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FEATURE INDUSTRY 4.0/IIOT HUMANS AND MACHINES WORKING IN HARMONY


The factory of the future will comprise humans and machines working together to improve flexibility and productivity, says Patricia Torres, Industry marketing manager at Omron


F


ears of replacing humans with the advances in artificial intelligence (AI),


machine learning and automation are ever present. While robots and humans are still pitted against each other, the importance of human workers and digital workers coexisting has become increasingly recognised in the workplace. But that's not all: digitalisation provides companies in the manufacturing industry with an arsenal of technological opportunities for implementing the factory of the future. Building the factory of the future


involves the integration of mobile and collaborative robots with humans, to ensure flexible manufacturing and customisation. This means manufacturers must be able to convert production quicker and produce smaller runs. The ultimate goal is to be able to deliver personalised products from an agile and networked production line. When an automation model meets these requirements; all devices, machines and solutions should be integrated. When implementing IIoT or Industry


4.0, the main hurdle for most manufacturers is that they are often not working from a blank canvas, but are restricted by the existing infrastructure of legacy machinery and plant, with little or no standardisation of system architecture. So, the Industry 4.0 concept can appear overwhelming, and defining a process or starting point for implementation can be challenging. Manufacturers should deploy a system that enables them to monitor machinery or plant effectiveness. These types of solutions can be used to monitor productivity and downtime, linking back to


20 MARCH 2020 | PROCESS & CONTROL


a central dashboard. Systems like this are relatively simple and cost effective to deploy but provide valuable line level information for more effective decision- making. Ensuring that the right data for IIoT can be collected from the 'grass-root' level of the manufacturing process is essential when creating a smart factory. A fully networked system provides a


better link between the machines on a production line, resulting in precise quality control and greater efficiency. When an error is detected, the system can often automatically compensate for it and production is not affected. Intelligent automation solutions work fast, offer high computing power, are easy to operate and thus ensure transparent quality control in the factory of tomorrow. Manufacturers are facing an increasingly


dynamic consumer market, and to keep up with the changing trends they need to implement new flexible and agile production methods. Flexibility in an organisation is one of the key success factors for efficient production. This includes, on the one hand, the mobility of the robots used, and on the other hand their adaptability to establish requirements in practical use. This is another advantage of an effective quality control and process management system. By combining image processing, motion,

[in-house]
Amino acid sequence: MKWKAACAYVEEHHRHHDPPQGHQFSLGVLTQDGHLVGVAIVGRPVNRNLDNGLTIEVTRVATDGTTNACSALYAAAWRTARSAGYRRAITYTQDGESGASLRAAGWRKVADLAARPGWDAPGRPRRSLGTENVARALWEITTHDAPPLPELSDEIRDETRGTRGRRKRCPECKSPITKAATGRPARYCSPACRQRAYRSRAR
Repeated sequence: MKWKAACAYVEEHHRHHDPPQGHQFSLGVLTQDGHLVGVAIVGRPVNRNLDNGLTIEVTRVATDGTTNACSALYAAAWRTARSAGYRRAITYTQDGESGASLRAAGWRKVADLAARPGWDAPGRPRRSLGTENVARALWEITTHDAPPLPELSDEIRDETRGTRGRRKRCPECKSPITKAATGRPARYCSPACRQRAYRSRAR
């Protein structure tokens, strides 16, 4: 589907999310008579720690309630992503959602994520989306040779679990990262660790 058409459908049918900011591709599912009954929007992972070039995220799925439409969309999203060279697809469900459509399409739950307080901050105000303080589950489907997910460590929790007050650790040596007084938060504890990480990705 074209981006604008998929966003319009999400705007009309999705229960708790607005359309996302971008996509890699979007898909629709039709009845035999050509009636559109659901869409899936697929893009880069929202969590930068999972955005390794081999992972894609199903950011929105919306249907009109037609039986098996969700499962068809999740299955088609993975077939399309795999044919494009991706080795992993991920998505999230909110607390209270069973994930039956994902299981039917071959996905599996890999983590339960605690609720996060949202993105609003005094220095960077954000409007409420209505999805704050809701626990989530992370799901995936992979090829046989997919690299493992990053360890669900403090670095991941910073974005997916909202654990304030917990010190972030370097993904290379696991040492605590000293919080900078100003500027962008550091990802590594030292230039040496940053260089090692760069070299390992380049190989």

control, functional safety and robotics in a single management system, production lines can be more easily adapted to shorter runs and changing market requirements. The line layout can be quickly redesigned and the recognition pattern for quality control can be easily updated in the software. This ensures that


Flexibility in an organisation is one of the key success factors for efficient production. This includes, on the one hand, the mobility of the robots used, and on the other hand, their adaptability


different product variants or even different products are produced and packaged flawlessly. In addition, future-proofing is possible, because the system can be easily adapted to new regulations. As a result, manufacturers do not have to worry about changing their production lines but can simply initiate a firmware update for the existing solution if necessary. In many applications, greater flexibility can be introduced if the traditional production line is ‘broken up’ into individual cells. With such process modules, for example, products can be customised, and the modules can be rearranged if necessary. Collaborative robots that work safely


Patricia Torres, Industry marketing manager at Omron


alongside people have an important role in enabling flexible manufacturing and creating competitive advantage. A new generation of ‘cobots’ is emerging, evolved from classical industrial robots in response to Industry 4.0. In applications where flexibility (not production speed) is key, collaborative robots are now filling the gap, with user-friendly software tools and integrated sensory functions. The networking of humans and


machines is more than just a trend towards efficient processing and the distribution of manufacturing tasks. The tangible benefits of tomorrow’s high- performance factory are already showing how the harmonisation of human and machine-based capabilities is revolutionising production with the help of AI and robotics, and is breaking new ground in future production methods.


Omron omron.co.uk


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